• SAHA;
  • histone deacetylase inhibitor;
  • pancreatic cancer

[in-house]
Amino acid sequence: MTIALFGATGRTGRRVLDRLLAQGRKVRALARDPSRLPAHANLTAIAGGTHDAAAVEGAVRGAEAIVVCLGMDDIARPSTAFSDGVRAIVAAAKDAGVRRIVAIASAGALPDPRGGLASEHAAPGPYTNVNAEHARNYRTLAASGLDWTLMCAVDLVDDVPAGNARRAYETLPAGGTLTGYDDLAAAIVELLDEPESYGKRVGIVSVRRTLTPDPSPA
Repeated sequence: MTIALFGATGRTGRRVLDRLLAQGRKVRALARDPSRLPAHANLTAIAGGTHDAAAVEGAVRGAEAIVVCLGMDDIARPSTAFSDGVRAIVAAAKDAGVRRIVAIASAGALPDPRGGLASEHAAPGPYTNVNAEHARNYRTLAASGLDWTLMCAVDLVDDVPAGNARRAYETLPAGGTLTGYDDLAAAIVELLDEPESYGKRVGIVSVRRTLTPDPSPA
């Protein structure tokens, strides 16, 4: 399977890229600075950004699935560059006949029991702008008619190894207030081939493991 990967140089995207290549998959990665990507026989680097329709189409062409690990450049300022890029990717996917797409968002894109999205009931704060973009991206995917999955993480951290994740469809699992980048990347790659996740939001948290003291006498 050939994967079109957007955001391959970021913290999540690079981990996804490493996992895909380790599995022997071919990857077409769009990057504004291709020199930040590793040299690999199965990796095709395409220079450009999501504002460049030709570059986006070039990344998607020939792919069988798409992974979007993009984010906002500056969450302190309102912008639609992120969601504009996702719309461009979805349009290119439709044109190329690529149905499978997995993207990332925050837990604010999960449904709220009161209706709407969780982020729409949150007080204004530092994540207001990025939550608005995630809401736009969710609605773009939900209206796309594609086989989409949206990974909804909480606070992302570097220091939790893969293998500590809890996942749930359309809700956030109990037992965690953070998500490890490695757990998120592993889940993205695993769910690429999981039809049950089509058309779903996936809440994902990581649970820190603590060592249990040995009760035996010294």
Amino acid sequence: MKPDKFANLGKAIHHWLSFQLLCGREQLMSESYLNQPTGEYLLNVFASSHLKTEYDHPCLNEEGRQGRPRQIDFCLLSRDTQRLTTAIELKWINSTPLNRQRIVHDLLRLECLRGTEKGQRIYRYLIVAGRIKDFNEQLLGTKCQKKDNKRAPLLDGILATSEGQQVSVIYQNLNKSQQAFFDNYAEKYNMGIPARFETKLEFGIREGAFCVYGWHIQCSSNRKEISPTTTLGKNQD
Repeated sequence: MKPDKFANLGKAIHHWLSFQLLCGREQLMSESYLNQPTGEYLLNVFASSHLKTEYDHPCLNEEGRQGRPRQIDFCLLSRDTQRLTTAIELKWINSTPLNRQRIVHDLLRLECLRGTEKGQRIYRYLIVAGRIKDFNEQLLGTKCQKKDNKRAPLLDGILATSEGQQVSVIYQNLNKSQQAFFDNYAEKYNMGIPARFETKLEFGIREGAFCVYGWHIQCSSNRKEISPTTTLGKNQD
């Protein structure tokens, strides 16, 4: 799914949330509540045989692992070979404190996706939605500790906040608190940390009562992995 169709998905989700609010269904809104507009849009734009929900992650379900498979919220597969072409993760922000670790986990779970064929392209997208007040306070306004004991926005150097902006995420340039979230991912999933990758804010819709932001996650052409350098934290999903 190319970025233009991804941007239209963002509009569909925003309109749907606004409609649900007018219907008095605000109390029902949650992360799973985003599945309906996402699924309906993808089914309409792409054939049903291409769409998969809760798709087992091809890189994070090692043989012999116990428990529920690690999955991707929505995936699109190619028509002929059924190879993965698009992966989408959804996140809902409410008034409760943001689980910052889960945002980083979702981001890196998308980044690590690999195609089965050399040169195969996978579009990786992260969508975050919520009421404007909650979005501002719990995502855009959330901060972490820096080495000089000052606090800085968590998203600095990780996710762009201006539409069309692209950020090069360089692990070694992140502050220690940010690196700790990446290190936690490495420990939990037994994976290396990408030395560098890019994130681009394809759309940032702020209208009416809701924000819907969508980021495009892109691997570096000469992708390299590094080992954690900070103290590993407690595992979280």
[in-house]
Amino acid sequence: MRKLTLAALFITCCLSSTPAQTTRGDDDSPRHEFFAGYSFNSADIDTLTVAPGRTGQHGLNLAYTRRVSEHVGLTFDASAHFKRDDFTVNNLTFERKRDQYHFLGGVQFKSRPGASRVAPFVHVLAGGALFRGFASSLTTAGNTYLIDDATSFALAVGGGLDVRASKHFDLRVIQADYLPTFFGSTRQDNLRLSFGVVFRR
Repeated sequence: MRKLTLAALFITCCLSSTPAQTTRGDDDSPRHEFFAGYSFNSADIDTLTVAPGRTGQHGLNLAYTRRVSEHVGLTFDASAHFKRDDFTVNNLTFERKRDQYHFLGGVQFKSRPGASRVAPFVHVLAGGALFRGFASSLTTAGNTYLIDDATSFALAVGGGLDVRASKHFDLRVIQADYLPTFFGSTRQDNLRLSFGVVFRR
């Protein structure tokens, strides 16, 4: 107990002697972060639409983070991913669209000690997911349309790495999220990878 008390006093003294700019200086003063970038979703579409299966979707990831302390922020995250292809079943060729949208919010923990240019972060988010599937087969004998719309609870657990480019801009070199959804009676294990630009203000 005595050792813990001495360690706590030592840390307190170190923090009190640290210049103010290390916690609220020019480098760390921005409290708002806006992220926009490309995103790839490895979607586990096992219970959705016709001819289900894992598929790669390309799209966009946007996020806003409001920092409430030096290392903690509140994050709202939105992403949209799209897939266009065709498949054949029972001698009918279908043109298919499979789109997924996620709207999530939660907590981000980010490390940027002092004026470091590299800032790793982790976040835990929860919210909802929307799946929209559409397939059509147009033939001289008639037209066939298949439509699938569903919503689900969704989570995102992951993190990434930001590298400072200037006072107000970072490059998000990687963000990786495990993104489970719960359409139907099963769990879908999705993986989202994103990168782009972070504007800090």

Tumor suppressor genes are often silenced in human cancer; this can occur by transcriptional repression by deacetylation in the promoter regions, mediated by histone deacetylase (HDAC). HDAC inhibitors can block cancer cell growth by restoring expression of tumor suppressor genes. In this study, we investigated the effects of a HDAC inhibitor, suberoylanilide hydroxamic acid (SAHA) on pancreatic cancer cells. SAHA inhibited the growth of 6 pancreatic cancer cell lines in a dose-dependent manner as measured by MTT and clonogenic assays (ED50 ≈10−6 M) associated with induction of apoptosis, G2 cell cycle arrest and also induced differentiation as indicated by morphology and increased expression of cytokeratin 7. It increased expression of p21WAF1 (independent of the mutational status of p53), C/EBPα, RARα and E-cadherin; these genes have been associated with decreased proliferation in other cancers. SAHA decreased cyclin B1 expression; this cyclin normally promotes progression through G2 of the cell cycle. SAHA mediated acetylation of histone H3 globally, as well as, associated with the p21WAF1 promoter, as measured by chromatin immunoprecipitation. SAHA also decreased levels of c-myc and cyclin D1, independent of an active β-catenin pathway. In further studies, the combination of SAHA and an inhibitor of DNA methylation, 5-Aza-2′-deoxycytidine, had an enhanced antiproliferative effect on pancreatic cancer cells. In summary, SAHA inhibited the growth of human pancreatic cancer cells by inducing apoptosis, differentiation and cell cycle arrest, as well as increase in the expression of several tumor suppressor genes. SAHA is a novel, promising therapeutic agent for human pancreatic cancers. © 2007 Wiley-Liss, Inc.